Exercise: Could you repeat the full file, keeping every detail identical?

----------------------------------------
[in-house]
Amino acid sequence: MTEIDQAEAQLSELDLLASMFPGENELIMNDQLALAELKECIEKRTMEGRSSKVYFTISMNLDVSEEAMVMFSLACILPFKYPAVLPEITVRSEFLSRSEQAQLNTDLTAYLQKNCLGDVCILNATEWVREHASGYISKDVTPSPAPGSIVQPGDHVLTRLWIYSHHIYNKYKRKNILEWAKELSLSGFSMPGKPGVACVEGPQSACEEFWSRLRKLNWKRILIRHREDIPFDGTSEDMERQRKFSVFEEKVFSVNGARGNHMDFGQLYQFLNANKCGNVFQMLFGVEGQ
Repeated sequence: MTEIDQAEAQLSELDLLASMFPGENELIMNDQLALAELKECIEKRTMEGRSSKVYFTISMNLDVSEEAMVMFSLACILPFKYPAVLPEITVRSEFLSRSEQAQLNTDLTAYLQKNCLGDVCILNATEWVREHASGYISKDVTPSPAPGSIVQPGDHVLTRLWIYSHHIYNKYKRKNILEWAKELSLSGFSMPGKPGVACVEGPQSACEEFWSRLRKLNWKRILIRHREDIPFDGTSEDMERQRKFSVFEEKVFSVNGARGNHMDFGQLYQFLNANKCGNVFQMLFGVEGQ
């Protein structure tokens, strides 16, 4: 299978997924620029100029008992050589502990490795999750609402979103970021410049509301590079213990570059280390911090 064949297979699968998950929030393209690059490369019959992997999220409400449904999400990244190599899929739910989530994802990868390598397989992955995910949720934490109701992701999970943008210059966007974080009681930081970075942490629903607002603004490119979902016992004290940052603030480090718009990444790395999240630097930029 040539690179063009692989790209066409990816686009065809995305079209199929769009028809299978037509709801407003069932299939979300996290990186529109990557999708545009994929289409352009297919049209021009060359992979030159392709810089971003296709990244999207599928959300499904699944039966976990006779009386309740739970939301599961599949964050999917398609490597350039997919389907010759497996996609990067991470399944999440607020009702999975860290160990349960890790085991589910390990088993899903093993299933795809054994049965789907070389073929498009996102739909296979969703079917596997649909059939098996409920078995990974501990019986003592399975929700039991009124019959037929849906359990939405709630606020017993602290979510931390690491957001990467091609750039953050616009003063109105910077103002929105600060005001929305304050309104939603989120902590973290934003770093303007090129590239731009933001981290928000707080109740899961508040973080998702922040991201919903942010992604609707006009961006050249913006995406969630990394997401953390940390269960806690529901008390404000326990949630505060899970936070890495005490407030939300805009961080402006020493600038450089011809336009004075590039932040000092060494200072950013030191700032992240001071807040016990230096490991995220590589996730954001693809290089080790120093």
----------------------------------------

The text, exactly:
[in-house]
Amino acid sequence: MTEIDQAEAQLSELDLLASMFPGENELIMNDQLALAELKECIEKRTMEGRSSKVYFTISMNLDVSEEAMVMFSLACILPFKYPAVLPEITVRSEFLSRSEQAQLNTDLTAYLQKNCLGDVCILNATEWVREHASGYISKDVTPSPAPGSIVQPGDHVLTRLWIYSHHIYNKYKRKNILEWAKELSLSGFSMPGKPGVACVEGPQSACEEFWSRLRKLNWKRILIRHREDIPFDGTSEDMERQRKFSVFEEKVFSVNGARGNHMDFGQLYQFLNANKCGNVFQMLFGVEGQ
Repeated sequence: MTEIDQAEAQLSELDLLASMFPGENELIMNDQLALAELKECIEKRTMEGRSSKVYFTISMNLDVSEEAMVMFSLACILPFKYPAVLPEITVRSEFLSRSEQAQLNTDLTAYLQKNCLGDVCILNATEWVREHASGYISKDVTPSPAPGSIVQPGDHVLTRLWIYSHHIYNKYKRKNILEWAKELSLSGFSMPGKPGVACVEGPQSACEEFWSRLRKLNWKRILIRHREDIPFDGTSEDMERQRKFSVFEEKVFSVNGARGNHMDFGQLYQFLNANKCGNVFQMLFGVEGQ
């Protein structure tokens, strides 16, 4: 299978997924620029100029008992050589502990490795999750609402979103970021410049509301590079213990570059280390911090 064949297979699968998950929030393209690059490369019959992997999220409400449904999400990244190599899929739910989530994802990868390598397989992955995910949720934490109701992701999970943008210059966007974080009681930081970075942490629903607002603004490119979902016992004290940052603030480090718009990444790395999240630097930029 040539690179063009692989790209066409990816686009065809995305079209199929769009028809299978037509709801407003069932299939979300996290990186529109990557999708545009994929289409352009297919049209021009060359992979030159392709810089971003296709990244999207599928959300499904699944039966976990006779009386309740739970939301599961599949964050999917398609490597350039997919389907010759497996996609990067991470399944999440607020009702999975860290160990349960890790085991589910390990088993899903093993299933795809054994049965789907070389073929498009996102739909296979969703079917596997649909059939098996409920078995990974501990019986003592399975929700039991009124019959037929849906359990939405709630606020017993602290979510931390690491957001990467091609750039953050616009003063109105910077103002929105600060005001929305304050309104939603989120902590973290934003770093303007090129590239731009933001981290928000707080109740899961508040973080998702922040991201919903942010992604609707006009961006050249913006995406969630990394997401953390940390269960806690529901008390404000326990949630505060899970936070890495005490407030939300805009961080402006020493600038450089011809336009004075590039932040000092060494200072950013030191700032992240001071807040016990230096490991995220590589996730954001693809290089080790120093």